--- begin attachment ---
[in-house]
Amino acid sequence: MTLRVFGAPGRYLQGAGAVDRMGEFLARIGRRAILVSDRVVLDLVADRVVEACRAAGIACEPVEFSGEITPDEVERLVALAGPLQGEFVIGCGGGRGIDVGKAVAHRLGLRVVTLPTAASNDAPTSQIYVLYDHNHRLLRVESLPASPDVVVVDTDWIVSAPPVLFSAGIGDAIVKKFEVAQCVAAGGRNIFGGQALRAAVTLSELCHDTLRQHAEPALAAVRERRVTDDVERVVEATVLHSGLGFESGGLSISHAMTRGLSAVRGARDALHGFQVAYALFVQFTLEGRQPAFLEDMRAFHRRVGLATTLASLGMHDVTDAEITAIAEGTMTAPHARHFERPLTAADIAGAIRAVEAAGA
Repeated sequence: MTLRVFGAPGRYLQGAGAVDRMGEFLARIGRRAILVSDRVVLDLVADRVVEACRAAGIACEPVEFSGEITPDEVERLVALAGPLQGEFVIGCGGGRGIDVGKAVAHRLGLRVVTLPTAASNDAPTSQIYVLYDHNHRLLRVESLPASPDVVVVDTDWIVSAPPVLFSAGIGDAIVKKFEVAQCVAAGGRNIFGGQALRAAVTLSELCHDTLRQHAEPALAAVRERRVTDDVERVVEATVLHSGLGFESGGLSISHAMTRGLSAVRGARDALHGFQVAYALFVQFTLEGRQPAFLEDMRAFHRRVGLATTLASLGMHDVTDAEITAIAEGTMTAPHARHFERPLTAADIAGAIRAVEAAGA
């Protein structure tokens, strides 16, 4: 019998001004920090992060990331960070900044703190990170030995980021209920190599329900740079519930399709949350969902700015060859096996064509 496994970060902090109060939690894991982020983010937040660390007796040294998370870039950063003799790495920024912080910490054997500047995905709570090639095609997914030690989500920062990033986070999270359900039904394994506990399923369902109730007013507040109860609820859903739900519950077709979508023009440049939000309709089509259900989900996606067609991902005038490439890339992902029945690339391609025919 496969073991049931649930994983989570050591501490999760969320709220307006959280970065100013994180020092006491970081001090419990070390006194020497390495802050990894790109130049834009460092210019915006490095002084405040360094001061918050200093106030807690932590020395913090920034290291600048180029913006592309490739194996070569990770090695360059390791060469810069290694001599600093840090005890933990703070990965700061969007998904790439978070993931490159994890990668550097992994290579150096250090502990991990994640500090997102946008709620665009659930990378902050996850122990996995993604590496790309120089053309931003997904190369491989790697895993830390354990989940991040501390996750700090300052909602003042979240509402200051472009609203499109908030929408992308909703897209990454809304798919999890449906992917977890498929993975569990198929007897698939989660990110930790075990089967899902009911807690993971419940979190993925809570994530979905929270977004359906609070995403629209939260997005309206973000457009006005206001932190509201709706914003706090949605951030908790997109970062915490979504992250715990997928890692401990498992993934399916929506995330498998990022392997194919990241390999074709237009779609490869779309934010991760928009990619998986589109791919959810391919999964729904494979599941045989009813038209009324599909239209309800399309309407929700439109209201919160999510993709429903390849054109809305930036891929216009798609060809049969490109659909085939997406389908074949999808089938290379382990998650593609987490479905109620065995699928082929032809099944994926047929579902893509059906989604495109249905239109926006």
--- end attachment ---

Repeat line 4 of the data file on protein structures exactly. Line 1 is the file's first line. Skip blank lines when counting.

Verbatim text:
């Protein structure tokens, strides 16, 4: 019998001004920090992060990331960070900044703190990170030995980021209920190599329900740079519930399709949350969902700015060859096996064509 496994970060902090109060939690894991982020983010937040660390007796040294998370870039950063003799790495920024912080910490054997500047995905709570090639095609997914030690989500920062990033986070999270359900039904394994506990399923369902109730007013507040109860609820859903739900519950077709979508023009440049939000309709089509259900989900996606067609991902005038490439890339992902029945690339391609025919 496969073991049931649930994983989570050591501490999760969320709220307006959280970065100013994180020092006491970081001090419990070390006194020497390495802050990894790109130049834009460092210019915006490095002084405040360094001061918050200093106030807690932590020395913090920034290291600048180029913006592309490739194996070569990770090695360059390791060469810069290694001599600093840090005890933990703070990965700061969007998904790439978070993931490159994890990668550097992994290579150096250090502990991990994640500090997102946008709620665009659930990378902050996850122990996995993604590496790309120089053309931003997904190369491989790697895993830390354990989940991040501390996750700090300052909602003042979240509402200051472009609203499109908030929408992308909703897209990454809304798919999890449906992917977890498929993975569990198929007897698939989660990110930790075990089967899902009911807690993971419940979190993925809570994530979905929270977004359906609070995403629209939260997005309206973000457009006005206001932190509201709706914003706090949605951030908790997109970062915490979504992250715990997928890692401990498992993934399916929506995330498998990022392997194919990241390999074709237009779609490869779309934010991760928009990619998986589109791919959810391919999964729904494979599941045989009813038209009324599909239209309800399309309407929700439109209201919160999510993709429903390849054109809305930036891929216009798609060809049969490109659909085939997406389908074949999808089938290379382990998650593609987490479905109620065995699928082929032809099944994926047929579902893509059906989604495109249905239109926006």